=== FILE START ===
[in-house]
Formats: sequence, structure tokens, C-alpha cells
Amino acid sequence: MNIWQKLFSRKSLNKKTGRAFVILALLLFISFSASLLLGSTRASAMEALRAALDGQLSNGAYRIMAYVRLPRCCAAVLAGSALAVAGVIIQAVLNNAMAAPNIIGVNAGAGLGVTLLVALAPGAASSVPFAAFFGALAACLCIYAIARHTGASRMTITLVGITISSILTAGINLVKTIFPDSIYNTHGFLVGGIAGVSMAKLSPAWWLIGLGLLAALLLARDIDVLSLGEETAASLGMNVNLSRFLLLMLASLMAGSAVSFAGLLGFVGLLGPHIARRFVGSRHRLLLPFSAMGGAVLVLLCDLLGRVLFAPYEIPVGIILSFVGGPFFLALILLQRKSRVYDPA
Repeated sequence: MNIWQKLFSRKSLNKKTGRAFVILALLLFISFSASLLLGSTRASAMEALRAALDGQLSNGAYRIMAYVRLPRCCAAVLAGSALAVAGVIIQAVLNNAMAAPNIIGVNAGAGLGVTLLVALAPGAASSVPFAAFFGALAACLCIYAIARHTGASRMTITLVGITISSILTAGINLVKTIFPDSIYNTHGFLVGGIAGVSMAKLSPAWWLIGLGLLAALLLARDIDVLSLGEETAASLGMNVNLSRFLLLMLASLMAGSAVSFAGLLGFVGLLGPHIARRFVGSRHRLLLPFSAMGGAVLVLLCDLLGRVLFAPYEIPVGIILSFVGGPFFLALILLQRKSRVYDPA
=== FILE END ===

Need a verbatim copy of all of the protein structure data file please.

[in-house]
Formats: sequence, structure tokens, C-alpha cells
Amino acid sequence: MNIWQKLFSRKSLNKKTGRAFVILALLLFISFSASLLLGSTRASAMEALRAALDGQLSNGAYRIMAYVRLPRCCAAVLAGSALAVAGVIIQAVLNNAMAAPNIIGVNAGAGLGVTLLVALAPGAASSVPFAAFFGALAACLCIYAIARHTGASRMTITLVGITISSILTAGINLVKTIFPDSIYNTHGFLVGGIAGVSMAKLSPAWWLIGLGLLAALLLARDIDVLSLGEETAASLGMNVNLSRFLLLMLASLMAGSAVSFAGLLGFVGLLGPHIARRFVGSRHRLLLPFSAMGGAVLVLLCDLLGRVLFAPYEIPVGIILSFVGGPFFLALILLQRKSRVYDPA
Repeated sequence: MNIWQKLFSRKSLNKKTGRAFVILALLLFISFSASLLLGSTRASAMEALRAALDGQLSNGAYRIMAYVRLPRCCAAVLAGSALAVAGVIIQAVLNNAMAAPNIIGVNAGAGLGVTLLVALAPGAASSVPFAAFFGALAACLCIYAIARHTGASRMTITLVGITISSILTAGINLVKTIFPDSIYNTHGFLVGGIAGVSMAKLSPAWWLIGLGLLAALLLARDIDVLSLGEETAASLGMNVNLSRFLLLMLASLMAGSAVSFAGLLGFVGLLGPHIARRFVGSRHRLLLPFSAMGGAVLVLLCDLLGRVLFAPYEIPVGIILSFVGGPFFLALILLQRKSRVYDPA